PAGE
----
Protests broke out in several parts of India late on Sunday night condemning the violence against students and faculty at Jawaharlal Nehru University in Delhi. A mob of around 50 to 60 masked men and women, holding sticks and rods entered hostel buildings, and allegedly assaulted students and vandalised the campus.
At least 23 people from the university were injured and were admitted to the All India Institute of Medical Sciences and Safdarjung Hospital. Among those injured were the president of the students’ union Aishe Ghosh and faculty member Sucharita Sen.
The students’ union blamed the Akhil Bharatiya Vidyarthi Parishad for the violence and claimed that members of the group had entered the university campus with rods. ABVP is the student wing of the Rashtriya Swayamsevak Sangh, the ideological parent of India’s ruling Bharatiya Janata Party. However, the ABVP accused the “Naxals” or left-wing extremists for the episode.
In a statement, the JNU administration claimed the violence began when students opposing the hostel fee hike beat up others around 4.30 pm. Later, “masked miscreants” entered a hostel, it said, but did not comment on their identities.
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At least 100 protestors, mainly students, on Sunday night gathered on the pavement across Hotel Taj at Colaba in Maharashtra’s capital Mumbai, The Times of India reported. Former JNU student Umar Khalid and stand-up comic Kunal Kamra were part of the protest.
Those assembled said they were not willing to speak to the media. “We have assembled for a silent protest, to show solidarity with students in Delhi,” said one of the protestors. A few of them held up candles while others switched on torches in what was described as an “impromptu assembly at short notice”.
Early on Monday, students from several colleges continued their demonstration outside Gateway of India against the violence in JNU, ANI reported.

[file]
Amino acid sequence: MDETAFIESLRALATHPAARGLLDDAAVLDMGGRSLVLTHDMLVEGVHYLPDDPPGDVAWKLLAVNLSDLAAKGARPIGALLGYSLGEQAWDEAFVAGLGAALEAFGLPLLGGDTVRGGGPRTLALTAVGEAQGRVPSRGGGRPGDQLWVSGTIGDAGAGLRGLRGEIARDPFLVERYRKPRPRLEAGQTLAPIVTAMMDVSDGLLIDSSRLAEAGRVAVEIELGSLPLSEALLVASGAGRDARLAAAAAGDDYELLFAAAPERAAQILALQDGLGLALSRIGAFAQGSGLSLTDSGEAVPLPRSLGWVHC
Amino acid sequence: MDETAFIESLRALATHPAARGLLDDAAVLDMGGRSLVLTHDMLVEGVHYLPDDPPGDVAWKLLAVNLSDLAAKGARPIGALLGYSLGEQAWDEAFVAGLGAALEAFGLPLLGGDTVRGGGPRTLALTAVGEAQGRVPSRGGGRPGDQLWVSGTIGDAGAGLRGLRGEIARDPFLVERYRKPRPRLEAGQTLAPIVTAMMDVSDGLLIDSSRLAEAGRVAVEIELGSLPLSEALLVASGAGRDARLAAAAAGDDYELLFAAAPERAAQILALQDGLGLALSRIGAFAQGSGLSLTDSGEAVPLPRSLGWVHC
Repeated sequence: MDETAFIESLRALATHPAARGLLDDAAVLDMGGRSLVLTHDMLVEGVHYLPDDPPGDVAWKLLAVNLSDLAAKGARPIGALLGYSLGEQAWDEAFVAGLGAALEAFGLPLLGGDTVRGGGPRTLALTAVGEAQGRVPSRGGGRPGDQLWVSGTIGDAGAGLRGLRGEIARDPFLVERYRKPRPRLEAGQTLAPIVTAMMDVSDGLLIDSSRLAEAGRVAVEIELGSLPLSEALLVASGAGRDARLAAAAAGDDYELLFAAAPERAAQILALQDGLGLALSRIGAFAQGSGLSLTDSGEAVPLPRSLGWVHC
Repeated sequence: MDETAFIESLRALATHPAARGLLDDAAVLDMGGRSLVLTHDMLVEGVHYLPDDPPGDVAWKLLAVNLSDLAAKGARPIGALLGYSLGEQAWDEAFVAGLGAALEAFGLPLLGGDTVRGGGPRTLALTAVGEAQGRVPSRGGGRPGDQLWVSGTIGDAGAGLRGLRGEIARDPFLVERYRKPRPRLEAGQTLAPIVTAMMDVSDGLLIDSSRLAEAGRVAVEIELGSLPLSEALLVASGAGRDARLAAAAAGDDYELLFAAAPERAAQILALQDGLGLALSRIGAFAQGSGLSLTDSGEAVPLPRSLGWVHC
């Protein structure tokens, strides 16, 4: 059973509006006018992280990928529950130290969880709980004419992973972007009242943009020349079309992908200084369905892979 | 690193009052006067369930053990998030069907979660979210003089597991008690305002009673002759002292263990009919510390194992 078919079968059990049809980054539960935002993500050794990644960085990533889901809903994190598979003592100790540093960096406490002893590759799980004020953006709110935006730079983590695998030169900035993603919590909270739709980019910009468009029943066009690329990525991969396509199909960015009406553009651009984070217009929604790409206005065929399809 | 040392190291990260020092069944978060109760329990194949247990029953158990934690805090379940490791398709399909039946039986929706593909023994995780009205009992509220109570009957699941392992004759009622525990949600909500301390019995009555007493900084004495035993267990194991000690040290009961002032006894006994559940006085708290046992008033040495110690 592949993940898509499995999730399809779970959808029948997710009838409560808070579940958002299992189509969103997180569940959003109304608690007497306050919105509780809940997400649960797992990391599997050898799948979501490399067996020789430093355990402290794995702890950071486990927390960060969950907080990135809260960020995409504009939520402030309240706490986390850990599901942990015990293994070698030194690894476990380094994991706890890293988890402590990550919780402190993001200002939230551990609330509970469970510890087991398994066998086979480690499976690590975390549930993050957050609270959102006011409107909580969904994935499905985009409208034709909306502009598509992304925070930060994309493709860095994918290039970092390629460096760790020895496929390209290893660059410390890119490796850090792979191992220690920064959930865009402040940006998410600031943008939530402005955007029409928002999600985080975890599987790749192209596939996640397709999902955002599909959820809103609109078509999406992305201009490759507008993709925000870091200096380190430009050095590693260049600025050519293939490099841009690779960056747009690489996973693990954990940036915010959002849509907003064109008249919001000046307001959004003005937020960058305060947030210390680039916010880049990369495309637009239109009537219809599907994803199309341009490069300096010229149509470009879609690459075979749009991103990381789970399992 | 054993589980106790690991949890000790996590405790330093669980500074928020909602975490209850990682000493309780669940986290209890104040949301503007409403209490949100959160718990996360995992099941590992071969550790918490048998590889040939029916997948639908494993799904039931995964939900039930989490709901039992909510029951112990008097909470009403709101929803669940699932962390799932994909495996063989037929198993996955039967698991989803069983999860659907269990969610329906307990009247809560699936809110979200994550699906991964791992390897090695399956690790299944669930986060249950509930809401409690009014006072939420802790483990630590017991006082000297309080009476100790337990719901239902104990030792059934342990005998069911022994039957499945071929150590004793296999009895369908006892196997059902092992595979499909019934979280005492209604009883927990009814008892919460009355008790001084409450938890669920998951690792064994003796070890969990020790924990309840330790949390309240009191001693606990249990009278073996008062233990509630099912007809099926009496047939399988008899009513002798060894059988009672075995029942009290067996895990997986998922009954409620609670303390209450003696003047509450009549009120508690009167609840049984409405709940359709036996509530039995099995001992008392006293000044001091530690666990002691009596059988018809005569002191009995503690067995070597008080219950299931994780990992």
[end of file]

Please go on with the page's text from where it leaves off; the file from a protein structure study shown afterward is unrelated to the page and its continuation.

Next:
Visuals shared on social media showed students of Indian Institute of Technology Bombay holding up banners and posters in solidarity with JNU. “RSS down down” and “IIT-B stands with JNU” read some of the posters. Students from the Film and Television Institute of India in Pune also held a protest against the violence on Sunday night.
Jamia, AMU students protest
Students at Jamia Millia Islamia University in Delhi and Aligarh Muslim University in Uttar Pradesh also protested against the violence in JNU. Sunday’s violence in JNU came nearly a month after the Delhi Police allegedly fired tear gas and baton-charged students inside the Jamia and AMU campuses after protests were staged against the controversial Citizenship Amendment Act. The police action had sparked protests at more than 60 universities and colleges across India.
While AMU students took out a candlelight march to show solidarity with their JNU counterparts, Jamia students protested out the Delhi Police headquarters, and called for action against the assailants.
Jamia Teachers Association also condemned the violence by who they said were “armed goons”. “The violence that has gone on now for two days and continued unabated for several hours today is a brazen attempt by the administration to terrorise the students and teachers who have bravely put up an unwavering fight to defend the university,” the statement said, according to NDTV. “It is sad to know that JNU was sealed even as goons ransacked the campus with an intention to kill students and teachers.”
Students of the National Law University in Bengaluru conducted a silent protest at the university campus late on Sunday. Protestors lit candles to show their support for the JNU students and faculty. Protests are likely to be held on Monday at the city’s Town Hall at 4 pm.
Students of Kolkata’s Jadavpur University began their protest late on Monday. Slogans and chants against the violence perpetrated against students and faculty of JNU were heard in visuals shared on social media.
Around 200 members of the Students Federation of India at the University of Hyderabad assembled for a protest. “We condemn this violence by ABVP and its supporters,” Students’ Union President Abhishek Nandan told The News Minute. Protestors gathered in solidarity for JNU in Chhattisgarh’s Raipur city.
In Kerala, members of the SFI’s state unit marched till the Accountant General’s Office in Thiruvananthapuram. “From the beginning, the [Narendra] Modi government from the beginning has been trying to destroy educational institutions in our country,” said VA Vineesh, the SFI state president. “They are saffronising and capitalising the education sector. But we won’t bend to this, we will ideologically oppose their attempt to destroy us with weapons.”